Posts Tagged ‘Biography’
Okay, so maybe he isn’t exactly well known for his forays into hip hop, but in 1983 his song “Rockit” from the “Future Shock” album took scratching into the mainstream.
With the help of Grand Mixer D.ST., Hancock fused hip hop and jazz into a new sound. Many groups today have experimented with the a similar theme. Herbie and D.ST help start it all.
Official Site – HerbieHancock.com
Watch the video for “Rockit”
Lady B is widely considered a hip-hop pioneer in Philadelphia.
She graduated from Overbrook High School.
Wendy Clark began spinning hip-hop records on WHAT 1340 AM in 1979 and solidified the hip-hop community in Philly.
Starting out, fresh out of high school, hanging out at Kim Graves (Philly’s top night club at the time) she befriended the late great DJ, Lawrence Levan. She would pick up the mic and mock Darryl Dawkins and Lloyd (World B.) Free (both played for the Philadelphia Seventy-Sixers at the time) and the other “toasters”, as rap was known at that time. Eventually she got better and better and was approached to do a record by legendary WDAS-FM jock, Dr. Perri Johnson.
In 1979 she became one of the first female artists to release a rap record- “To The Beat Y’all” on TEC Records. Due to the frugalness of the record company, she recorded the song in one take. She got some rhymes together and Lady B, her sister and legendary WDAS-FM radio personality, Mimi Brown put them on 3X5 cards and taped them up in the studio. She went into the booth, recited the rhyme once and the owner of the record company was like ”Okay that’s a take”. The cut was later picked up by Sugarhill Records and is included on many compilation albums.
Later she met Richard Cooper, a record promoter for Motown. He informed her that WHAT was looking for an intern. So she started to work there doing odd jobs and learning. She eventually convinced Mary Mason to let her spin some of the new records that she had accumulated (about a milk crate full) on the air.After bugging her, Ms Mason finally let her play some of the songs. The ratings shot through the roof and lady B was hired full time. After that Power 99fm outbidded WDAS for her services and she started working full time as a DJ. Street Beat was born and the rest is history.Her show broke hip-hop artists such as: The Furious 5, The Treacherous 3, Public Enemy, Run-DMC, LL Cool J, Queen Latifa, EPMD, UTFO, Mc Lyte, Schoolly D, Big Daddy Kane, Rakim, KRS-1, MC Breeze, 3XD, Heavy D, and many many more!
On her Radio show on 103.9 WPHI, she spotlighted local artists by interviewing them on her show and playing their music. She would also find diamonds in the rough. Independent local records that pleased her ear would actually find themselves in rotation. She is now broadcasting for the premiere satellite radio entity – Sirius Satellite Radio and on Philadelphia’s premiere R& B station WRNB 107.9fm. in Philly.
Lady B received the prestigious Philly Urban Legend Award in 2002 as a pioneer in Rap Music, the World Renowned Entertainment,” Role Model of Excellence Award, two Lifetime Achievement Awards (including the Douglass”Jocko” Henderson award) and is also listed in VIBE magazine’s History of Hip-Hop as “maybe the most influential female in hip- hop radio history”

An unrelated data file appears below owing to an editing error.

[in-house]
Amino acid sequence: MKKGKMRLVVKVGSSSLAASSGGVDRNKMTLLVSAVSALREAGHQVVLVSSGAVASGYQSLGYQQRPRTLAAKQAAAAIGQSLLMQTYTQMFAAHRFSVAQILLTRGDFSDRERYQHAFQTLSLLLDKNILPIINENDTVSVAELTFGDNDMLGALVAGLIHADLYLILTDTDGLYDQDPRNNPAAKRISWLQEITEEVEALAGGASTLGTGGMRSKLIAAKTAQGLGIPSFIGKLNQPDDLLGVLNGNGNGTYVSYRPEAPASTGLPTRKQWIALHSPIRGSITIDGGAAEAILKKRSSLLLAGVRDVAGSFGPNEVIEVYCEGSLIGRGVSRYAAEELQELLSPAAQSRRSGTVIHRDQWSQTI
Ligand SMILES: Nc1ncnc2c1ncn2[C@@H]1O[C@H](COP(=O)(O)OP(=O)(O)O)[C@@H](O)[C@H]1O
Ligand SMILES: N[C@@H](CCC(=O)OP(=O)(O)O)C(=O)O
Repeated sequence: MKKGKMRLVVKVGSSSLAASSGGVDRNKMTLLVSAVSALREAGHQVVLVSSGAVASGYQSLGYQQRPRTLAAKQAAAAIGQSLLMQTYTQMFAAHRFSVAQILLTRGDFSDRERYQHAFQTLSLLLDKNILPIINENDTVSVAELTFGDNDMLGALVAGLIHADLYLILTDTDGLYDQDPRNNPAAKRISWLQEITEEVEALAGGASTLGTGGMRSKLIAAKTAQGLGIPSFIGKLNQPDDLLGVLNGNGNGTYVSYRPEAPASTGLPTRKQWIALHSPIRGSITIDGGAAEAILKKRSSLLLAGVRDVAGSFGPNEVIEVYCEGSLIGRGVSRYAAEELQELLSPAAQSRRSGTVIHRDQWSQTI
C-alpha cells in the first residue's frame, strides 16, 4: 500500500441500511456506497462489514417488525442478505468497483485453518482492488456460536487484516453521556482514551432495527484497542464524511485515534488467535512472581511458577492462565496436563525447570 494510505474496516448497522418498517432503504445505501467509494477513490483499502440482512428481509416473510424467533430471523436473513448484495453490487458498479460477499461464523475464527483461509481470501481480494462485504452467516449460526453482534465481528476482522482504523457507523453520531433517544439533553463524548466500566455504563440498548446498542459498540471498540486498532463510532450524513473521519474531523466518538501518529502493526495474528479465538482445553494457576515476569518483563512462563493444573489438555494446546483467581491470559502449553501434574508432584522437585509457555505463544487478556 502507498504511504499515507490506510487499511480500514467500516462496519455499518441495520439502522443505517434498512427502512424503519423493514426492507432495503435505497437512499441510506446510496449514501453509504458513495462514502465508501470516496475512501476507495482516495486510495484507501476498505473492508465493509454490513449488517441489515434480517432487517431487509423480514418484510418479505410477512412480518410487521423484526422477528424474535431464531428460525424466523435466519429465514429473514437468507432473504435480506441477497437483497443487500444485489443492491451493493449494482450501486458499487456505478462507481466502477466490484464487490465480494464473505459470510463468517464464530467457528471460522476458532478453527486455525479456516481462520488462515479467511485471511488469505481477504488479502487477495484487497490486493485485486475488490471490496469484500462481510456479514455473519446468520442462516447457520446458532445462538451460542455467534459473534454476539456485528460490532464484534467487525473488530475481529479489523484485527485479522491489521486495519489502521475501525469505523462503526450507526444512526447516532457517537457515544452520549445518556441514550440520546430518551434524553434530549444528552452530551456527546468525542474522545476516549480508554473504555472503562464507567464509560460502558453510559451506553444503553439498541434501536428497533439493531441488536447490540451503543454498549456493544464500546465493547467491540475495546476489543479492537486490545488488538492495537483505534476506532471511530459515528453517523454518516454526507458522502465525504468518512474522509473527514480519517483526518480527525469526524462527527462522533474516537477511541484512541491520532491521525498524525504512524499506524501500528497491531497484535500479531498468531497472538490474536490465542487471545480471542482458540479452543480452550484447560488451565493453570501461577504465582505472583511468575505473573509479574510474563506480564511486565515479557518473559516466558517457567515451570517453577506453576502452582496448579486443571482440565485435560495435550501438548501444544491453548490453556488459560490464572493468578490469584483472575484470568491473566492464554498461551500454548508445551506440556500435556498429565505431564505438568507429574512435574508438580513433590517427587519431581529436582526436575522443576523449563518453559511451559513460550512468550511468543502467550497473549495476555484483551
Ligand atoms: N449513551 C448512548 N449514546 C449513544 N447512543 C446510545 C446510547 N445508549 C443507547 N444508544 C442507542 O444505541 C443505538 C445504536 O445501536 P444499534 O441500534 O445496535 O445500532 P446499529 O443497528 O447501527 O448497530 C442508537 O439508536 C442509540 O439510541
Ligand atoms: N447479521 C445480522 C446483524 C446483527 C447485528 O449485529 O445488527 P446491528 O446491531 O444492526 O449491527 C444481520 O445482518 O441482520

Vibe’s History of Hip Hop refers to Lady B as arguably the most influential female radio personality in Hip Hop history.
Info submitted by Funk Wizard Snow and Docta Shock
Anyone into hip hop during the late 1980′s and early 1990′s has undoubtedly heard of this guy.
Fred Brathwaite was born in 1959.
He has grown up to be one of hip hop’s most popular figures and he’s never had a hit single.
F5F’s first exposure to hip hop culture was as a graffiti artist in the 70′s. He studied painting in college.
He is responsible for introducing Afrika Bambaataa to the uptown hip hop scene.
Freddy was also featured in name and in person in Blondie’s 1981 hit “Rapture.” Not only does she mention his name in the lyrics, but if you catch the video, you’ll see him in the background painting on the wall. Actually he wasn’t really painting, but then again, it wasn’t a real building anyway.
In 1982, he was part of the first hip hop tour to Europe with Afrika Bambaataa, Rammellzee, Grand Mixer D.ST. & The Infinity Rappers, Rock Steady Crew, the Double Dutch Girls, and graffiti artists Phase 2, Futura, and Dondi.
One of his biggest early achievements was his collaboration with Charlie Ahearn that resulted in the monumental hip hop film Wild Style. Freddy was musical director of the film as well as starring in it himself. It stands as one of the earliest video recording of the hip hop culture as it was developing in the early 80′s.
He has a cameo on graf artist Futura 2000′s single “Escapades of Futura 2000″ on Celluloid 1983.
In 1983 he produced a single in Germany called “Hip-Hop-Bommi-Bop” by The Incredible T.H. Scratchers starring Freddy Love. It was a parody of another German tune.
In 1985, he unsuccessfully auditioned for the roll of Russell in Krush Groove.
He went on to direct several hip hop videos in the mid 80′s.
And, of course, in the late 80′s Ted Demme of MTV approached him to host Yo! MTV Raps. This exposure launched him into the forefathers of the culture as he was part of the group that introduced hip hop to much of the world.
He also appeared on the song “Change the Beat” on an album by Bill Laswell who also worked with Afrika Bambaataa.
Check Out a Yo MTV Raps Intro from 1995!
Additional information by Ed Roberts and Matthias